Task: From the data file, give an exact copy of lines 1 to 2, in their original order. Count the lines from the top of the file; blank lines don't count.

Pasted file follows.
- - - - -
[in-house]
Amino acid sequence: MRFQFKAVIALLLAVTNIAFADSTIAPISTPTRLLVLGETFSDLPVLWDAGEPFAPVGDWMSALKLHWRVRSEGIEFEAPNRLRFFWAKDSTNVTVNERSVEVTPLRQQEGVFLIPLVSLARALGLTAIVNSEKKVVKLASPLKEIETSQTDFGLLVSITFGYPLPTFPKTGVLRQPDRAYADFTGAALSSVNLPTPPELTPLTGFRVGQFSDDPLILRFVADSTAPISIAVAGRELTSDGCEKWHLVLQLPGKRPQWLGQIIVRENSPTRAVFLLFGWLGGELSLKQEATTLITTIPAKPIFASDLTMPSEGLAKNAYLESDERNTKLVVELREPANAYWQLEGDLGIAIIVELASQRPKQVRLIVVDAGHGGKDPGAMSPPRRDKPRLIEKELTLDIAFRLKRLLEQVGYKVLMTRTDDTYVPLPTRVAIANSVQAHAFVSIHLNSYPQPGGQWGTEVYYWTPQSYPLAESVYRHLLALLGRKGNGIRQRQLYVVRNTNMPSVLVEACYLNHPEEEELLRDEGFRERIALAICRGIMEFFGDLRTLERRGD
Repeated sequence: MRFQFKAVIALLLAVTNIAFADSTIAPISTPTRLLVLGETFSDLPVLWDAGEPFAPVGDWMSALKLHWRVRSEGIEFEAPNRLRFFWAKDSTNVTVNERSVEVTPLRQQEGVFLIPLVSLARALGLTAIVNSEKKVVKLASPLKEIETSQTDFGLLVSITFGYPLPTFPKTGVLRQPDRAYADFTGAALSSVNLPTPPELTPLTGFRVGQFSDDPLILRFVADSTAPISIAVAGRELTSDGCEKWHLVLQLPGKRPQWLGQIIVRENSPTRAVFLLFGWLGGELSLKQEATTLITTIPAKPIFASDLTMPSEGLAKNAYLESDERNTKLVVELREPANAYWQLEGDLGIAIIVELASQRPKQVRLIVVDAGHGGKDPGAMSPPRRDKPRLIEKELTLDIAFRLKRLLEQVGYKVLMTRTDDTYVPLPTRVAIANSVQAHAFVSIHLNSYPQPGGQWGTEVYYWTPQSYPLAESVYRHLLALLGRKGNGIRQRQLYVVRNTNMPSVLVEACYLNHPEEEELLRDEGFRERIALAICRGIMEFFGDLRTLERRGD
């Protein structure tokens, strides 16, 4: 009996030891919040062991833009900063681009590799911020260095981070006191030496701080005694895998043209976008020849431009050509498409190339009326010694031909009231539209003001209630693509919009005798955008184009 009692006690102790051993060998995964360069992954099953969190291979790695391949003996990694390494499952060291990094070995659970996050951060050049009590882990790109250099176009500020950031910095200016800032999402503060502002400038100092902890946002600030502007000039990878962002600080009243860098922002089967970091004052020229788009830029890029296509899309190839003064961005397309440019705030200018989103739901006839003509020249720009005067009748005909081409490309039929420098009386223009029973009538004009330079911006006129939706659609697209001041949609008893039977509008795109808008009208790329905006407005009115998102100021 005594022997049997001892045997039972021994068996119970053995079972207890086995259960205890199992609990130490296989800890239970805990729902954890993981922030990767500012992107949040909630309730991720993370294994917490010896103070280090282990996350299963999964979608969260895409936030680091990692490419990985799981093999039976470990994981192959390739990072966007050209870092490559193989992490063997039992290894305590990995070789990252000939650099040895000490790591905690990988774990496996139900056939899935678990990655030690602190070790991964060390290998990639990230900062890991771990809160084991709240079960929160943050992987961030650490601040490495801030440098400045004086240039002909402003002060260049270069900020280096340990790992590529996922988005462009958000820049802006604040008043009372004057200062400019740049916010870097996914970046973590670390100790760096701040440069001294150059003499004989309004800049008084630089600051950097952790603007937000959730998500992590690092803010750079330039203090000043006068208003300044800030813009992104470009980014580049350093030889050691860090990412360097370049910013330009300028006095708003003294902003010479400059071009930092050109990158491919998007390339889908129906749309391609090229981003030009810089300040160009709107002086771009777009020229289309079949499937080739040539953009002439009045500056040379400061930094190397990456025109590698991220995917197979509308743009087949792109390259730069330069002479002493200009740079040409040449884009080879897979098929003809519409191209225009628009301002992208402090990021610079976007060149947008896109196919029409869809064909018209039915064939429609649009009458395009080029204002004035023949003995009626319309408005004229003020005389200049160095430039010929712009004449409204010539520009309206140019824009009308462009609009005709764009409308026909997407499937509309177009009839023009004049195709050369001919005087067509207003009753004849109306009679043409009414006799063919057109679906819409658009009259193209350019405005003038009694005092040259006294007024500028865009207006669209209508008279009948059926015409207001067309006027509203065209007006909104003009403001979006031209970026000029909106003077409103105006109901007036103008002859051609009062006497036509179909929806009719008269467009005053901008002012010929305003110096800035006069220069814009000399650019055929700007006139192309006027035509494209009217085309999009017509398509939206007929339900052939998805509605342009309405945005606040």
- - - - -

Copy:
[in-house]
Amino acid sequence: MRFQFKAVIALLLAVTNIAFADSTIAPISTPTRLLVLGETFSDLPVLWDAGEPFAPVGDWMSALKLHWRVRSEGIEFEAPNRLRFFWAKDSTNVTVNERSVEVTPLRQQEGVFLIPLVSLARALGLTAIVNSEKKVVKLASPLKEIETSQTDFGLLVSITFGYPLPTFPKTGVLRQPDRAYADFTGAALSSVNLPTPPELTPLTGFRVGQFSDDPLILRFVADSTAPISIAVAGRELTSDGCEKWHLVLQLPGKRPQWLGQIIVRENSPTRAVFLLFGWLGGELSLKQEATTLITTIPAKPIFASDLTMPSEGLAKNAYLESDERNTKLVVELREPANAYWQLEGDLGIAIIVELASQRPKQVRLIVVDAGHGGKDPGAMSPPRRDKPRLIEKELTLDIAFRLKRLLEQVGYKVLMTRTDDTYVPLPTRVAIANSVQAHAFVSIHLNSYPQPGGQWGTEVYYWTPQSYPLAESVYRHLLALLGRKGNGIRQRQLYVVRNTNMPSVLVEACYLNHPEEEELLRDEGFRERIALAICRGIMEFFGDLRTLERRGD